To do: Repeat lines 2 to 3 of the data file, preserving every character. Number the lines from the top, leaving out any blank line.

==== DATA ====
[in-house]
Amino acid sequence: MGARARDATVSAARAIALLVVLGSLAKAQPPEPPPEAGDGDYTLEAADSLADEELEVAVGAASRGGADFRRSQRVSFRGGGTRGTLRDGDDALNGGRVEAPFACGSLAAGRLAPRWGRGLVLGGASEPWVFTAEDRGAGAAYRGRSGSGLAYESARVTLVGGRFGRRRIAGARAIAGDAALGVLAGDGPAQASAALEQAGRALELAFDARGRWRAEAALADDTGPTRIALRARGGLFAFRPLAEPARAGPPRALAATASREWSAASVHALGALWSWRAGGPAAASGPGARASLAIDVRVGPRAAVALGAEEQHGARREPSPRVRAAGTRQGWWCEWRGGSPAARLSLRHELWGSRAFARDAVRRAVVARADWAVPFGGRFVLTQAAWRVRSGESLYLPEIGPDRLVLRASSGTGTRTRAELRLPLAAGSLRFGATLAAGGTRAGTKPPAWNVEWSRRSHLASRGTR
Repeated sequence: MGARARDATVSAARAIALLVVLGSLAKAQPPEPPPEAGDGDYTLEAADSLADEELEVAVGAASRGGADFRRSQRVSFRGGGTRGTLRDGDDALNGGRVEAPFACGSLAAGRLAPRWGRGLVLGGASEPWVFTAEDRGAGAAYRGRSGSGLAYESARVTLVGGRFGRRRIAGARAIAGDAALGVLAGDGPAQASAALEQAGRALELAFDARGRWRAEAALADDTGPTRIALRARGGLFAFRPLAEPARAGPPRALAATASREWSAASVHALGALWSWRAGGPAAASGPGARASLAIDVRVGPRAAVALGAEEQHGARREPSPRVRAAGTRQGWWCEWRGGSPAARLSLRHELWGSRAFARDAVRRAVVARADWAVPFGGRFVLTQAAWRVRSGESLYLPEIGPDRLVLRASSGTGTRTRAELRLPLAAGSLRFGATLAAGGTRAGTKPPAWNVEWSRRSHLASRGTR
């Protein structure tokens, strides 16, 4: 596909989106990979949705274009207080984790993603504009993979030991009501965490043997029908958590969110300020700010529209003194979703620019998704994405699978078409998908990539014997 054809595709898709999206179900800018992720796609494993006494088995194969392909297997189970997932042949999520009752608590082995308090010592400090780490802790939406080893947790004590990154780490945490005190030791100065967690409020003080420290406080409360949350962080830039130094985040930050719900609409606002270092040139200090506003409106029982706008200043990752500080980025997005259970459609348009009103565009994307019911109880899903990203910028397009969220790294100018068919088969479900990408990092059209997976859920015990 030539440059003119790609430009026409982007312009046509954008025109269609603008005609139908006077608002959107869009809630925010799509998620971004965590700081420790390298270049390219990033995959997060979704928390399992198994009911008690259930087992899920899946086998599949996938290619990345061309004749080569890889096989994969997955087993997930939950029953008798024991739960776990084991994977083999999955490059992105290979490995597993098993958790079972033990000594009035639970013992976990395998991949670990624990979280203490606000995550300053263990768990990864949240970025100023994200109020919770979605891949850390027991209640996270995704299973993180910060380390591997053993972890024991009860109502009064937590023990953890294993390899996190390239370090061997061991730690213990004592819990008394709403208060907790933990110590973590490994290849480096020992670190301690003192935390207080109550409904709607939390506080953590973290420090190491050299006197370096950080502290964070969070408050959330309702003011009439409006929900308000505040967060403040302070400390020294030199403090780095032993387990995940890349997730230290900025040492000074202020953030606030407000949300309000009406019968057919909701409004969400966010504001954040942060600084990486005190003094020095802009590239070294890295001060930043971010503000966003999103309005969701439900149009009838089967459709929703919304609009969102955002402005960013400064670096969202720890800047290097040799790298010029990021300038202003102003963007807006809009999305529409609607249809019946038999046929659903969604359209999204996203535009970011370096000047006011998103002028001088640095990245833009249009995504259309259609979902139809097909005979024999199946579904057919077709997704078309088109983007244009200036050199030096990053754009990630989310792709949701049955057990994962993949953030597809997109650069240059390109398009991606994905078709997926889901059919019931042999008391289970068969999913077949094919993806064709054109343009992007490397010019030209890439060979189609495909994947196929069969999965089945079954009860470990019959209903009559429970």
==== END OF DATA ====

Amino acid sequence: MGARARDATVSAARAIALLVVLGSLAKAQPPEPPPEAGDGDYTLEAADSLADEELEVAVGAASRGGADFRRSQRVSFRGGGTRGTLRDGDDALNGGRVEAPFACGSLAAGRLAPRWGRGLVLGGASEPWVFTAEDRGAGAAYRGRSGSGLAYESARVTLVGGRFGRRRIAGARAIAGDAALGVLAGDGPAQASAALEQAGRALELAFDARGRWRAEAALADDTGPTRIALRARGGLFAFRPLAEPARAGPPRALAATASREWSAASVHALGALWSWRAGGPAAASGPGARASLAIDVRVGPRAAVALGAEEQHGARREPSPRVRAAGTRQGWWCEWRGGSPAARLSLRHELWGSRAFARDAVRRAVVARADWAVPFGGRFVLTQAAWRVRSGESLYLPEIGPDRLVLRASSGTGTRTRAELRLPLAAGSLRFGATLAAGGTRAGTKPPAWNVEWSRRSHLASRGTR
Repeated sequence: MGARARDATVSAARAIALLVVLGSLAKAQPPEPPPEAGDGDYTLEAADSLADEELEVAVGAASRGGADFRRSQRVSFRGGGTRGTLRDGDDALNGGRVEAPFACGSLAAGRLAPRWGRGLVLGGASEPWVFTAEDRGAGAAYRGRSGSGLAYESARVTLVGGRFGRRRIAGARAIAGDAALGVLAGDGPAQASAALEQAGRALELAFDARGRWRAEAALADDTGPTRIALRARGGLFAFRPLAEPARAGPPRALAATASREWSAASVHALGALWSWRAGGPAAASGPGARASLAIDVRVGPRAAVALGAEEQHGARREPSPRVRAAGTRQGWWCEWRGGSPAARLSLRHELWGSRAFARDAVRRAVVARADWAVPFGGRFVLTQAAWRVRSGESLYLPEIGPDRLVLRASSGTGTRTRAELRLPLAAGSLRFGATLAAGGTRAGTKPPAWNVEWSRRSHLASRGTR